Reports from Frankfurt suggest the purchases will amount to €50bn (£38bn) a month until the end of 2016. Some reports suggest it could start as soon as March which would put the scheme’s size at nearly €1.1 trillion.
The policy of purchasing billions of euros worth of bonds has sparked tensions between German officials – who see the policy as a bailout for profligate governments, afraid to make unpopular reforms – and those who think the measure is vital for securing the Eurozone’s future economic wellbeing.
Former Bundesbank governor Axel Weber, and current UBS chairman, warned yesterday that the Eurozone could still be doomed to failure unless governments reform.
“There will always be questions about the viability of the project and Europe has not done enough to dispel these concerns,” Weber said. “The European Central Bank (ECB) can only be part of the fix in Europe. [With] the more they do, they give a big incentive for governments to do less.”
Italy’s Prime Minister Matteo Renzi spoke up for the ECB and supported its independence. Some people have voiced fears that some of the independence of the ECB has been lost to Germany. Any bond purchases are likely to involve certain caveats to prevent German taxpayers becoming liable for risky Greek debt.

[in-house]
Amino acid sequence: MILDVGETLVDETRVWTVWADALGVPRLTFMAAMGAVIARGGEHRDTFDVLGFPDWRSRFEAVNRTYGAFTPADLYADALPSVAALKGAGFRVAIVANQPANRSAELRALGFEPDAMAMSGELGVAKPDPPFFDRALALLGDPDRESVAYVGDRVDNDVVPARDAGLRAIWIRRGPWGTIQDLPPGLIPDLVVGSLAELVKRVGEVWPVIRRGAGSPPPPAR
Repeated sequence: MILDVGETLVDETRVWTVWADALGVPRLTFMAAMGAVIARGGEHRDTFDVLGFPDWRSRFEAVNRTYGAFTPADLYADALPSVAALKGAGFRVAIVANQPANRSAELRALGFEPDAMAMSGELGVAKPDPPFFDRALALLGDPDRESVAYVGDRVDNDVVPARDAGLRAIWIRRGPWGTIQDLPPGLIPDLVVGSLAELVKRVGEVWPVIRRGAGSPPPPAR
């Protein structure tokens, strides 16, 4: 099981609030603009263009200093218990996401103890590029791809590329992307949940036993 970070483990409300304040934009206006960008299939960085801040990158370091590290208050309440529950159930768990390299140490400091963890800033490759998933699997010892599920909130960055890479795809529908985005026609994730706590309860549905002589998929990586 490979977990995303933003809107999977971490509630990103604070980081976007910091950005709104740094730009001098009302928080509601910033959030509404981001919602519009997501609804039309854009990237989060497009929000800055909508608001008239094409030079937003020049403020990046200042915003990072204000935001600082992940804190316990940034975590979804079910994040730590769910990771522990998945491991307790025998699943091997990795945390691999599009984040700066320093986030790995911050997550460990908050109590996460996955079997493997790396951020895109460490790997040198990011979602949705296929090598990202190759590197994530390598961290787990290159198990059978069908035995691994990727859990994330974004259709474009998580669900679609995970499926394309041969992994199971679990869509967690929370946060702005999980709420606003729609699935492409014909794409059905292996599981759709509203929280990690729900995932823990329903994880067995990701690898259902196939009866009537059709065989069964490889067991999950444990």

“I think the first steps of the Commission and the discussion in the next days of the ECB – let me be very clear, I respect the independence of the ECB – could help Europe to give a message of new economic direction,” Renzi said in Davos.
Angel Gurria, head of the OECD, also backed ECB chief Mario Draghi to be ambitious with the bond purchases. “Let Mario go as far as he can. I don’t think he should cap it,” Gurria said in Davos yesterday.
Former Bank of England uber-dove Adam Posen also spoke out at Davos. “We are very late in the game and I’m very concerned that Germany is going to keep the QE from as being as aggressive as they need it to be.”